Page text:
The briefs I receive are too diverse to mean that I have regular search terms that I use, however, I do use 'isolated' after a subject a lot - so that I can easily find a cut-out image on a white background.
I might also use 'vintage' or 'black and white' if I'm looking for an image from a certain period of time. I often add 'UK' to whatever I am searching for - due to the nature of the magazine. I will occasionally use filters in picture library search to find the newest, oldest and images with/without people.
I can usually tell if what I’m looking for is going to come up in the first 2 pages. If it doesn’t, I would then either change the search term or look at a different site. If I still can’t find anything, I’ll assume what we’re looking for isn’t available. There are millions of wonderful images to be used, but we can't find them if they aren't keyworded (tagged) well!
On Country Life, the importance is finding not only the best image but also one that is accurate and this is where keywords (tags) are important. I am very rarely looking for generic images, the more information the photographer can provide the better.
Photographers should ask themselves these questions when they’re tagging their images: Where the image was taken, and when? Does it have the Latin name or scientific term? What time of day was it taken, is it humorous, is it macro, what was the weather, what's in the background?
Why I love this image:
I've never seen something like this before, and I think it is an amazing moment to have captured so beautifully. Both main subjects are pin sharp, the background is not distracting, the colours are vivid and there is good lighting across the image.
As amazing as they are, we've all seen a beautiful image of a dragonfly, probably with water droplets glistening in the sun, but have you ever seen a photograph of a dragonfly emerging from its exuvia? This image stops you in your tracks and makes you question what is going on.
Are there any mistakes you often see that photographers could easily avoid?
Adding irrelevant keywords (tags) to your images just so they come up in searches is a big no. If you add keywords that really don’t relate to your image, it doesn’t mean we are more likely to use it. If I search for a vegetable and a bowl of fruit comes up, it doesn't mean what I am looking for has changed - it's just annoying.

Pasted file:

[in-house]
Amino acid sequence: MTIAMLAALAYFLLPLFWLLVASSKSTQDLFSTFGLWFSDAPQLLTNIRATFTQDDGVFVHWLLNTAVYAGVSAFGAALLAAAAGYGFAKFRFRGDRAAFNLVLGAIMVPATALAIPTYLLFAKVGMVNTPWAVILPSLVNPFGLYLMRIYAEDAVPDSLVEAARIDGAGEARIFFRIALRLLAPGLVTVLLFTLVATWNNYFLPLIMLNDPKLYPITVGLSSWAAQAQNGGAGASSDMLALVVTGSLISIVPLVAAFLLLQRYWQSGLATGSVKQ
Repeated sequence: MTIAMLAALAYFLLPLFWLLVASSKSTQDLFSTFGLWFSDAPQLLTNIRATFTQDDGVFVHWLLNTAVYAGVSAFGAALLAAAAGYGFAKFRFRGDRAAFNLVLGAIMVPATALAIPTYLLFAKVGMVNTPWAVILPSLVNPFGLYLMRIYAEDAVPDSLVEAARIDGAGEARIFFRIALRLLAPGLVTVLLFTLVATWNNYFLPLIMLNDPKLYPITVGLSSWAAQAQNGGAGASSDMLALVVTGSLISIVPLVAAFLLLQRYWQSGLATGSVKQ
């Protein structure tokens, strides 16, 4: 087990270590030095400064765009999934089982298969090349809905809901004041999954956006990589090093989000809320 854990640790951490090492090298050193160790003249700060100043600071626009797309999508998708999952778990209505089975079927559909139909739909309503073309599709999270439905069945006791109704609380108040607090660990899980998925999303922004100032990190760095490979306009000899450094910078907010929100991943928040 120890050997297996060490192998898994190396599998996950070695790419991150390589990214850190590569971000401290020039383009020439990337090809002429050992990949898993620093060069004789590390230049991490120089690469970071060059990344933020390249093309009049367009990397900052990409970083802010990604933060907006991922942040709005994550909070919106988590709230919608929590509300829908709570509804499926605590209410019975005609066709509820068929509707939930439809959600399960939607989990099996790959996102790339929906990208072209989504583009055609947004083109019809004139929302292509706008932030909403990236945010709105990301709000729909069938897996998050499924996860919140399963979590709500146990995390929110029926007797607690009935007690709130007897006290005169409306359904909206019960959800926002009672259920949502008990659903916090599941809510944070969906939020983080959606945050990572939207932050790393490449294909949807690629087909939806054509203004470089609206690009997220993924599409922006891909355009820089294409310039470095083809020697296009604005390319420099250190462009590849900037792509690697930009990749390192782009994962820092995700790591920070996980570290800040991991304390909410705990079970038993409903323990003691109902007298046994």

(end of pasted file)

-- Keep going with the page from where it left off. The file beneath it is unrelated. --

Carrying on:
I frequently see photographers adding incorrect captions to their image - and the magazine relies on the accuracy of captions. If we were to publish a photo with incorrect information in its caption, it could really affect our reputation.
Photographers should always carefully check the background of their images too - they should be distraction-free. We might see a lovely image of a golden retriever, but if there's a lamppost coming out of their head in the background, we can't use the image!
Also, I often see images that have been over-edited to cover up poor quality. This can come in the form of increased contrast to make it appear sharper, or generally over-editing the colours, clarity, and contrast to the images. It's very obvious when this happens, and should be avoided.
And when it comes to colour, my colleagues will colour correct images to match our printers, saturate, and retouch to our specifications. So the closer the photographer sticks to the original image, the better.
Why I love this image:
Leeks are such a mundane subject and although simple, it has been photographed really well and is very useable for editorial purposes. The photographer has worked with the shapes/lines and colours to compose an image that, although recognisable as leeks, has an abstract quality.
The lighting is soft which accentuates the subtle changes in greens and blues and there's no harsh shadows. I like that the leeks are natural and imperfect looking as it adds more interest. It's also pin sharp with lots of textural details.
For a photographer looking to sell their images in an online environment, what top piece of advice would you give them?
If you are looking to make money out of selling your images online and have lots of generic, everyday type pictures - upload them! These are the sort of images that can sell well online and could be very useful for advertising agencies too - which pay a good amount of money.
I would also recommend uploading any images of specific places, events, or unusual objects. If you've keyworded (tagged) them well, you might be the only person who has a picture of it available for sale... It's exciting when a bit of money starts rolling in for images that would otherwise be sat on your computer.
Suppose you have images that should be taken more seriously and a real focus on a particular subject. In that case, whether it is landscapes, birds, flora, architecture, portraiture, dogs, it is best to have a really smart-looking storefront. One that is searchable and has a social media presence.
And the more you can narrow your expertise in your photography, the better. Email your store or site to any relevant magazines, websites and specific editors, and you'll soon become a go-to photographer for that subject.